“We had a ventilator problem that was caused by the fact that we weren’t left ventilators by a previous administration. The cupboards were bare, as I say often.”

— President Trump, remarks at the White House, April 30, 2020

“You know, if you remember where we started, we had no ventilators.”

— Trump, remarks at the White House, May 15

“He took a ventilator job where the country basically had no ventilators.”

— Trump, remarks at the White House, May 18

“We had none, essentially. We had very few, and they were obsolete. They were broken.”

— Trump, remarks at the White House, May 19

“When we came here, you had very few ventilators in this country. … The cupboard was empty, and we filled up the cupboards.”

— Trump, remarks at the White House, June 18

The president certainly has been offering a relatively consistent message — when the coronavirus pandemic struck, there were “no ventilators,” “none” or “very few,” and those few were “obsolete.”

Those phrases suggest the number of ventilators left behind by the Obama administration in the Strategic National Stockpile (SNS) was zero.

So we were a bit surprised when Vice President Pence wrote in the Wall Street Journal on June 16: “The Strategic National Stockpile hadn’t been refilled since the H1N1 influenza outbreak in 2009, and it had only 10,000 ventilators on hand.”

Ten thousand certainly seems like a lot more than zero.

But now it turns out that even that number was a lowball figure. And it’s been known for months.

The Facts

Our colleagues at FactCheck.org published on June 22 details from two statements it received from the Department of Health and Human Services — that there were 16,660 ventilators in the SNS available for distribution at the start of the pandemic and that the federal government had distributed 10,640 of them as of June 17. (Another 2,425 ventilators were in maintenance as of March, HHS says, though the New York Times reported in April that 2,109 were unavailable because the government had let a maintenance contract lapse.)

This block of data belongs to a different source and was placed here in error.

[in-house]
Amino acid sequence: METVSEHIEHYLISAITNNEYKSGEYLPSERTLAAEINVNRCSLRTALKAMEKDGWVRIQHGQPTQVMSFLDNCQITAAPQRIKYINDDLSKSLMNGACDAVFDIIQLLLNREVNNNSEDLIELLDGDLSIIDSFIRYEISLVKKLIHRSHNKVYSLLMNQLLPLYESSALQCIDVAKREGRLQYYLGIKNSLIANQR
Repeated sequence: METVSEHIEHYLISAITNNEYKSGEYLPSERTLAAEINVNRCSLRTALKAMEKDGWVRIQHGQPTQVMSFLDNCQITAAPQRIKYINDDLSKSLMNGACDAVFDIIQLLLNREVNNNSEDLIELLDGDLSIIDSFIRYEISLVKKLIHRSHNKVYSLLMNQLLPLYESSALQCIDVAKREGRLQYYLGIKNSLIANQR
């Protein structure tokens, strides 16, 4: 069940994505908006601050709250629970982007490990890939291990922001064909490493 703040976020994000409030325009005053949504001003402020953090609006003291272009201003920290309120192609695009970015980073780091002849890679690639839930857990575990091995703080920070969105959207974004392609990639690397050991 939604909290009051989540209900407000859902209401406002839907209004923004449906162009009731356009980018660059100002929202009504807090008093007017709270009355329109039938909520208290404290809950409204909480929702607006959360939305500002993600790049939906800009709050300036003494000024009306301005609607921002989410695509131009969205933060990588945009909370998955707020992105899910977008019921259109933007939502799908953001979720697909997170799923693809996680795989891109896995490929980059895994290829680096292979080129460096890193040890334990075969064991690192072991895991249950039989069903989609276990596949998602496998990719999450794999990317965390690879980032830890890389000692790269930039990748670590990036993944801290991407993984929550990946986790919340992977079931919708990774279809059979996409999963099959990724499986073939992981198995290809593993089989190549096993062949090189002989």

Critically, one of the HHS statements said that “in January 2017 the total number of ventilators in the SNS inventory immediately available for use would not have been much different than what the SNS had immediately available for use in March 2020.”

In other words, the Obama administration had left the SNS stocked with enough ventilators to deal with the initial crisis. At least 7,920 had already been distributed by April 6, according to a document released by the House Committee on Oversight and Reform.

But it turns out the administration had already publicly released a figure of 16,600 back in March. “There were about 16,600 ventilators in Strategic National Stockpile before equipment recently shipped to states. The number is now less,” an HHS official told CBS on March 26. A CBS report on March 30 pegged the figure that had been shipped as “thousands.”

As the CBS report noted, ventilators are expensive to procure and to maintain in emergency-ready condition, which is one reason the SNS was not overflowing with ventilators.

When we asked the White House for an explanation of Trump’s comments, an official suggested it is worth recalling the fears at the time that the United States faced a massive shortfall in ventilators.

Indeed, when the House committee released its report in April, it cited an estimate that 139,000 ventilators might be required. New York Gov. Andrew M. Cuomo (D), citing a dire need for ventilators, declared: “You pick the 26,000 people who are going to die.” Pressure built for Trump to invoke the Defense Production Act to order companies to build ventilators in a crash program — a step he eventually took.